headquarters in Oakley. Plans called for the bombproof, four-story
signals intelligence center to be seventy feet high and more than 600 feet
in diameter”easily big enough to hold London's Royal Albert Hall. In
addition to rooms full of receivers and computers, the doughnut would
also resemble a small town with banks, shops, a health center, a gym”
and a small pond in the center "hole" bordered by dish-shaped antennas.
Surrounding the revolutionary building would be spaces for 1,750 cars
and 200 bikes, arranged in concentric rings.
Auditors have recently warned that the doughnut's costs appear to be
on the verge of spiraling out of control. Nevertheless, other GCHQ
facilities are also planned for the site, including a science park of high-
tech buildings. It was hoped that the project would be completed by
2003. At that time, the old headquarters would be turned into a 500-
house development with a supermarket, video shop, and takeout
restaurant.
Despite the end of the Cold War, the dawn of the new century, and
the many internal and external changes at GCHQ and NSA, the secret
relationship between the two partners promises to remain as close as it
was sixty years ago, during the darkest days of World War II. Addressing
a group in NSA's Friedman Auditorium in the fall of 1999, director
Hayden said he had just returned from a visit with his counterparts in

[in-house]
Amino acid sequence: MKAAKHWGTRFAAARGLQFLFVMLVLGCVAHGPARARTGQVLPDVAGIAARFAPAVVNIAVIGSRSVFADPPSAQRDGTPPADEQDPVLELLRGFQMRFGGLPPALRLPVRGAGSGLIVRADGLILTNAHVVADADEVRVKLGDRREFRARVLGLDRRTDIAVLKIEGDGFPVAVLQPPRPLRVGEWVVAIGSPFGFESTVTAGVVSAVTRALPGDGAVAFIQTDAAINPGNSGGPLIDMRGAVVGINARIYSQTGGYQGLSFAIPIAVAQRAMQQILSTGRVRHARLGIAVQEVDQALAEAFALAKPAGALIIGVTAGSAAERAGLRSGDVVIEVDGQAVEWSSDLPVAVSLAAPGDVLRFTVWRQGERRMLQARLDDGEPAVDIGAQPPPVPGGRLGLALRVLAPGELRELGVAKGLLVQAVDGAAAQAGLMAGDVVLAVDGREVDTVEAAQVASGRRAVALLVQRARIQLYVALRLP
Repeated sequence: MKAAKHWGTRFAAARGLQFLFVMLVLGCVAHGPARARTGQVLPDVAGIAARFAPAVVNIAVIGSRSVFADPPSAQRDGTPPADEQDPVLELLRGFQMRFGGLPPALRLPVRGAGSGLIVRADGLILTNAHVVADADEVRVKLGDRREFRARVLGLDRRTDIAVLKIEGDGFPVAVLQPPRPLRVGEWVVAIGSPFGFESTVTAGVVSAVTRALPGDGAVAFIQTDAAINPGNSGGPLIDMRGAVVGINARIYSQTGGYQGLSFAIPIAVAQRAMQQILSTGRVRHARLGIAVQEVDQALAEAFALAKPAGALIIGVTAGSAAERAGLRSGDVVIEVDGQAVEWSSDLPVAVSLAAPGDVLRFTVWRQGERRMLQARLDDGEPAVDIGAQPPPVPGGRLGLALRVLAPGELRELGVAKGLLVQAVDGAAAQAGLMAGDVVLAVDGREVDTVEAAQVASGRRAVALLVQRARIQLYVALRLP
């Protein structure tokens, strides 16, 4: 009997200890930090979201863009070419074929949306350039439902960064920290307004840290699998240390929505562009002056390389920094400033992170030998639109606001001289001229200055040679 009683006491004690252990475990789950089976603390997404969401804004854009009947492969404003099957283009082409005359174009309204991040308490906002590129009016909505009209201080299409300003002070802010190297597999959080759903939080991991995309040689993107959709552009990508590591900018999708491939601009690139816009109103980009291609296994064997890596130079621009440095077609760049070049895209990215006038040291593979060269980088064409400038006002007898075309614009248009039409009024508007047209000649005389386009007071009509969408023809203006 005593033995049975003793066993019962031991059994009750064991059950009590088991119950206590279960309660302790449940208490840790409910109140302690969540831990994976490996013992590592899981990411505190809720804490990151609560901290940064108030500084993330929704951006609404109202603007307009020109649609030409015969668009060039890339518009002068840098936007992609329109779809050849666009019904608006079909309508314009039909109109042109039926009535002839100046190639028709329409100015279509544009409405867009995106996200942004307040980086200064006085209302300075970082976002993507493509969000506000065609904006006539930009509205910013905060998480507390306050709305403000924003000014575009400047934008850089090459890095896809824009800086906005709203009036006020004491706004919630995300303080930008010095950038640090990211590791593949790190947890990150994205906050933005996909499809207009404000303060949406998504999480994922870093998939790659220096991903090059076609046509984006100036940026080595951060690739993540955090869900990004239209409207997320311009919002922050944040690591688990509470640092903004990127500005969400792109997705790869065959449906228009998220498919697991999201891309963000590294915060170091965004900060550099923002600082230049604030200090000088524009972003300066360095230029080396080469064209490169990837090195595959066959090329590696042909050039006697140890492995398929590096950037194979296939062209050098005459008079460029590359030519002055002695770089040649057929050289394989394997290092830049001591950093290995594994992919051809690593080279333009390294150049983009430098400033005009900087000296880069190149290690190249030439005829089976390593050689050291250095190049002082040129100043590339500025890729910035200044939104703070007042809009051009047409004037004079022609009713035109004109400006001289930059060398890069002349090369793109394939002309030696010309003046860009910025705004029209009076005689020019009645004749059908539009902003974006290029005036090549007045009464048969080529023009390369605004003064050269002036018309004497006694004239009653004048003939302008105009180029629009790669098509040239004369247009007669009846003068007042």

England. Then he added enthusiastically: "We must go back to our roots
with GCHQ."


Like GCHQ, the Australian Defence Signals Directorate (DSD) rose
from the ashes of World War II, during which its Central Bureau played a
large role in eavesdropping on the Japanese and attacking their codes.
Following the war, a number of listening posts were built, and Australian
intercept operators worked jointly with employees of GCHQ at listening
posts in Hong Kong and Singapore.
Today DSD is headquartered at Victoria Barracks, a modern glass
government facility on St. Kilda Road in Melbourne. Compared with NSA


337
and GCHQ, DSD is tiny, with about 500 civilians, most of whom work at
headquarters, and about 500 military intercept operators. Despite the
agency's small size, because of Australia's strategic location it is able to
contribute considerable signals intelligence on its neighbors to NSA and
the other UKUSA partners. According to Australian intelligence
documents, this material has included such things as Japanese, South
Korean, and Pakistani diplomatic traffic, rebel communications in
southern Africa, and border conflicts between Iran and Iraq. For years
DSD was also able to provide early tipoffs on French nuclear tests in the
South Pacific. This allowed the United States to position aircraft and
naval vessels to monitor the detonations and determine the bombs' yield
and other technical details.
Next to Victoria Barracks is a boxy, windowless building that looks
like a warehouse for dry goods. In fact, for many years it was a major
listening post for eavesdropping on China and western Russia. In the
early 1980s, many British and Australian intercept operators were pulled
out of Hong Kong and the antennas became largely remoted. Giant
dishes automatically collected the signals, which were in turn